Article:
While I am normally busy editing images or reading my Spanish books in the evenings, as a part of my regular every day job and general education, Alex is often glued to his yacht design books or busy drawing new plans for the boat. Many sleepless nights have been spent on his part since we got Duende and still there's a long way to go before we for sure know that this boat is as safe and seaworthy as we need her to be. Why is Alex building new frames, floors and bulkheads you might ask? Doesn't every sailable boat come with them already in place? Yea, one would hope that at least those are where they should, but somewhere along the line of owners since Halsey Herreshoff sold his designed race boat (in which he himself sailed and raced in the mid seventies) - there has been some alterations done by different hands. We've earlier mentioned that the interior is beautiful to look at, but unfortunately while that new joinery was put into place some ten or fifteen years ago, many ribs, frames and bulkheads have simply been cut and removed to make room for new installations. Like I said, the interior looks beautiful at most parts and it's well made from an artistic point of view, but because we want and need a seaworthy boat, these alterations were the first ones on our list to be repaired.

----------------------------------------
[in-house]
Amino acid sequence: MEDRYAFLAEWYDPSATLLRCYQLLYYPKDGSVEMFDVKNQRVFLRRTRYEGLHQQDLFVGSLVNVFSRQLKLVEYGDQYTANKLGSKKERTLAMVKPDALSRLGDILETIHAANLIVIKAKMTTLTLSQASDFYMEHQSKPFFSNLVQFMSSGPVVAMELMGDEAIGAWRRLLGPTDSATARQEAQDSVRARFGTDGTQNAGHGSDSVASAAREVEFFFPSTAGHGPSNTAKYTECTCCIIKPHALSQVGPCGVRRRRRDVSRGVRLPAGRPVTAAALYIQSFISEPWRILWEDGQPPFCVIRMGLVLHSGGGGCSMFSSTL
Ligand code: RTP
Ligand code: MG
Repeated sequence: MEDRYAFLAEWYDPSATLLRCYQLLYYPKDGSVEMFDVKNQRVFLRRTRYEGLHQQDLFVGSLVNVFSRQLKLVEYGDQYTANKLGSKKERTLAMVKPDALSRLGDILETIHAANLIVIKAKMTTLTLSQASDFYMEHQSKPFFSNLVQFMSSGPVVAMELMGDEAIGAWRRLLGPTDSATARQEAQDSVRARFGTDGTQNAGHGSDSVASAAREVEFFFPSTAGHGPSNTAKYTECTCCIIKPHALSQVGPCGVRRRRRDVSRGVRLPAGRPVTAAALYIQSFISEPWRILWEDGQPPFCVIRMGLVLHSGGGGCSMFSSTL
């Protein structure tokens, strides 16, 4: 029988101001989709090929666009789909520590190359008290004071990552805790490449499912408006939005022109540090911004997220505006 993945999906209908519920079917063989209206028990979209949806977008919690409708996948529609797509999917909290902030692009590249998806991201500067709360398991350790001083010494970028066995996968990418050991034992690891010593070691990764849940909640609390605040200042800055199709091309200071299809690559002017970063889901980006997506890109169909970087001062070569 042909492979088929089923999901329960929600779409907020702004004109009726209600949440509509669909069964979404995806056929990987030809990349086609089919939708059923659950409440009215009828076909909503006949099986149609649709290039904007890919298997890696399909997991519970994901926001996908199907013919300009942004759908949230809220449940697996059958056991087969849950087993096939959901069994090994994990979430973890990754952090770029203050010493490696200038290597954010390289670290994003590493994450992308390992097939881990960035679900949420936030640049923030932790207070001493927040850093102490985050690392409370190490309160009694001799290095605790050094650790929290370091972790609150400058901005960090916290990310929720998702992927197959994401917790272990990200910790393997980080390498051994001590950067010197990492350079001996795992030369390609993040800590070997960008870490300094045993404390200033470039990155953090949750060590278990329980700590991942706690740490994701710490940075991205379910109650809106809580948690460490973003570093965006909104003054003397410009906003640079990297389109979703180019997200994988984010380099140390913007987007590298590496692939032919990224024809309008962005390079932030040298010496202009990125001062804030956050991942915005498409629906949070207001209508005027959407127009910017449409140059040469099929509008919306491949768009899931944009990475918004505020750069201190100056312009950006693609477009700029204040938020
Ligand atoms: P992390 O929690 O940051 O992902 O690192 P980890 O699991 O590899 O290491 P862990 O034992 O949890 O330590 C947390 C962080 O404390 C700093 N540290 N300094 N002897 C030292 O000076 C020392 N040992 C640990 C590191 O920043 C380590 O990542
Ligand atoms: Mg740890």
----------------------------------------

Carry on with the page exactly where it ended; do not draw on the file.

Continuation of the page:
I have also mentioned before that we have experienced some flexing of the hull while sailing, and that obviously comes from the lack of a solid, strong structure, which was somewhat destroyed by the alterations that have been done in recent years. As you might know, Alex has now spent the first year with this boat restoring the missing bits and pieces. There are the new stringers and frames under the aft cabins. A new chainplate and framing has been added to the transom. During the haul out in Antigua last year, Alex added a few new floors in the mid-section, in front of the mast under the head which I have yet to show you. There are the floors, bulkhead and frames that've been built at the bow, as well as the latest structural addition added under the companionway. This means that most of it is now done and the boat feels stiffer and stronger by the day, but there still remains two very important jobs to be completed before we can fully trust and feel confidence in this boat. One of those are to rebuild the steel mast step, and the other job which Alex just started: to extend the half bulkhead which is in front of the mast in between the head and our cabin, to a full bulkhead to give more stability. There certainly is a big job in restoring this boat to her original glory as well as to add the extra features which slowly transforms this yacht from a light and fast race boat to a, still fast, but also safe and seaworthy offshore cruising boat. I am currently sorting out the photos from the past years refit and will soon show you all steps from the above mentioned work that Alex has put into Duende thus far.